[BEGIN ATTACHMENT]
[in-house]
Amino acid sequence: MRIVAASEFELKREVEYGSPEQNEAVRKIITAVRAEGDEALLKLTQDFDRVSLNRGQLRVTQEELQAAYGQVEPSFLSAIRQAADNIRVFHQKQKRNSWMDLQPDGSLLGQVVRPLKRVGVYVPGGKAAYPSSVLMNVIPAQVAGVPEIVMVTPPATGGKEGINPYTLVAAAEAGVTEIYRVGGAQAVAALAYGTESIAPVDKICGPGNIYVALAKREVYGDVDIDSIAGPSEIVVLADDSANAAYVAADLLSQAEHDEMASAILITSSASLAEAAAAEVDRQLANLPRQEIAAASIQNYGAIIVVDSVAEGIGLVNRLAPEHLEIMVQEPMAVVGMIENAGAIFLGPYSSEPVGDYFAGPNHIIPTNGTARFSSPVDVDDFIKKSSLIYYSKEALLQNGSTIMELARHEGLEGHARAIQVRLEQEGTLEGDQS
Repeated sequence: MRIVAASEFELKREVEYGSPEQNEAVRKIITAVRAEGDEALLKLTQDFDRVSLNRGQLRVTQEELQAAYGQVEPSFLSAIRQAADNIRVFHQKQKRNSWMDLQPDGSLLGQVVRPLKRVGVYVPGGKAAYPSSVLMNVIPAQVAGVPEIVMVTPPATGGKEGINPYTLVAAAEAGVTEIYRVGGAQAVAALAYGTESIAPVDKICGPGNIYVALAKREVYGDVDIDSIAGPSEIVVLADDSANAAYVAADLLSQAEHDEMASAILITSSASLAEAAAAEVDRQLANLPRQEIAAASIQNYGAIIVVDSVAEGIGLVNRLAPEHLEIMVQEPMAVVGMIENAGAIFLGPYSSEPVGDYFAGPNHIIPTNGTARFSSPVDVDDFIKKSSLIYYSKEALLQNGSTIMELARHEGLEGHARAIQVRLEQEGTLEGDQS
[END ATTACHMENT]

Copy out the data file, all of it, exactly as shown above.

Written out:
[in-house]
Amino acid sequence: MRIVAASEFELKREVEYGSPEQNEAVRKIITAVRAEGDEALLKLTQDFDRVSLNRGQLRVTQEELQAAYGQVEPSFLSAIRQAADNIRVFHQKQKRNSWMDLQPDGSLLGQVVRPLKRVGVYVPGGKAAYPSSVLMNVIPAQVAGVPEIVMVTPPATGGKEGINPYTLVAAAEAGVTEIYRVGGAQAVAALAYGTESIAPVDKICGPGNIYVALAKREVYGDVDIDSIAGPSEIVVLADDSANAAYVAADLLSQAEHDEMASAILITSSASLAEAAAAEVDRQLANLPRQEIAAASIQNYGAIIVVDSVAEGIGLVNRLAPEHLEIMVQEPMAVVGMIENAGAIFLGPYSSEPVGDYFAGPNHIIPTNGTARFSSPVDVDDFIKKSSLIYYSKEALLQNGSTIMELARHEGLEGHARAIQVRLEQEGTLEGDQS
Repeated sequence: MRIVAASEFELKREVEYGSPEQNEAVRKIITAVRAEGDEALLKLTQDFDRVSLNRGQLRVTQEELQAAYGQVEPSFLSAIRQAADNIRVFHQKQKRNSWMDLQPDGSLLGQVVRPLKRVGVYVPGGKAAYPSSVLMNVIPAQVAGVPEIVMVTPPATGGKEGINPYTLVAAAEAGVTEIYRVGGAQAVAALAYGTESIAPVDKICGPGNIYVALAKREVYGDVDIDSIAGPSEIVVLADDSANAAYVAADLLSQAEHDEMASAILITSSASLAEAAAAEVDRQLANLPRQEIAAASIQNYGAIIVVDSVAEGIGLVNRLAPEHLEIMVQEPMAVVGMIENAGAIFLGPYSSEPVGDYFAGPNHIIPTNGTARFSSPVDVDDFIKKSSLIYYSKEALLQNGSTIMELARHEGLEGHARAIQVRLEQEGTLEGDQS